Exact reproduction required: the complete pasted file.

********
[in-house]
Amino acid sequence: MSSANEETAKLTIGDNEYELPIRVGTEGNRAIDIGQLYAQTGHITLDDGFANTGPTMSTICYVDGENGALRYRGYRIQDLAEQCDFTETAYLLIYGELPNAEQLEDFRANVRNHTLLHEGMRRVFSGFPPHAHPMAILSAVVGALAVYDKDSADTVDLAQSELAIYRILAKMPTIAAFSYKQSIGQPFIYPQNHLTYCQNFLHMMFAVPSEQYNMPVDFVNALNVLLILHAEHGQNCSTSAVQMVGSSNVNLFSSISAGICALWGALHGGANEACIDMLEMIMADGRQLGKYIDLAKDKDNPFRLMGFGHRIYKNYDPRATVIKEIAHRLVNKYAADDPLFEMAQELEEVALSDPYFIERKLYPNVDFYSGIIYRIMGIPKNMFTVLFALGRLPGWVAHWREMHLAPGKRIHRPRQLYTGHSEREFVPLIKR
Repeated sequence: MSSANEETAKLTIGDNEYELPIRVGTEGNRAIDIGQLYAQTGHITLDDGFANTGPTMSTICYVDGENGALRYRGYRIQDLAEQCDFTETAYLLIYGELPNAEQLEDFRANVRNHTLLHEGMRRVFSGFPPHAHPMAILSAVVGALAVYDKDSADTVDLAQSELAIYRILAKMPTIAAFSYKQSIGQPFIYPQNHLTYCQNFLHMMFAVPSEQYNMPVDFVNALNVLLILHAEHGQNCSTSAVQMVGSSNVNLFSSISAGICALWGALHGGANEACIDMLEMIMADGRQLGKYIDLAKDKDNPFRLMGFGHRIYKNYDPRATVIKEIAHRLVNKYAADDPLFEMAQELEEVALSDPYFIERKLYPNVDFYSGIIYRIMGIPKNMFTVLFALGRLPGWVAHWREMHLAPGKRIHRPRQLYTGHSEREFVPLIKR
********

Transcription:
[in-house]
Amino acid sequence: MSSANEETAKLTIGDNEYELPIRVGTEGNRAIDIGQLYAQTGHITLDDGFANTGPTMSTICYVDGENGALRYRGYRIQDLAEQCDFTETAYLLIYGELPNAEQLEDFRANVRNHTLLHEGMRRVFSGFPPHAHPMAILSAVVGALAVYDKDSADTVDLAQSELAIYRILAKMPTIAAFSYKQSIGQPFIYPQNHLTYCQNFLHMMFAVPSEQYNMPVDFVNALNVLLILHAEHGQNCSTSAVQMVGSSNVNLFSSISAGICALWGALHGGANEACIDMLEMIMADGRQLGKYIDLAKDKDNPFRLMGFGHRIYKNYDPRATVIKEIAHRLVNKYAADDPLFEMAQELEEVALSDPYFIERKLYPNVDFYSGIIYRIMGIPKNMFTVLFALGRLPGWVAHWREMHLAPGKRIHRPRQLYTGHSEREFVPLIKR
Repeated sequence: MSSANEETAKLTIGDNEYELPIRVGTEGNRAIDIGQLYAQTGHITLDDGFANTGPTMSTICYVDGENGALRYRGYRIQDLAEQCDFTETAYLLIYGELPNAEQLEDFRANVRNHTLLHEGMRRVFSGFPPHAHPMAILSAVVGALAVYDKDSADTVDLAQSELAIYRILAKMPTIAAFSYKQSIGQPFIYPQNHLTYCQNFLHMMFAVPSEQYNMPVDFVNALNVLLILHAEHGQNCSTSAVQMVGSSNVNLFSSISAGICALWGALHGGANEACIDMLEMIMADGRQLGKYIDLAKDKDNPFRLMGFGHRIYKNYDPRATVIKEIAHRLVNKYAADDPLFEMAQELEEVALSDPYFIERKLYPNVDFYSGIIYRIMGIPKNMFTVLFALGRLPGWVAHWREMHLAPGKRIHRPRQLYTGHSEREFVPLIKR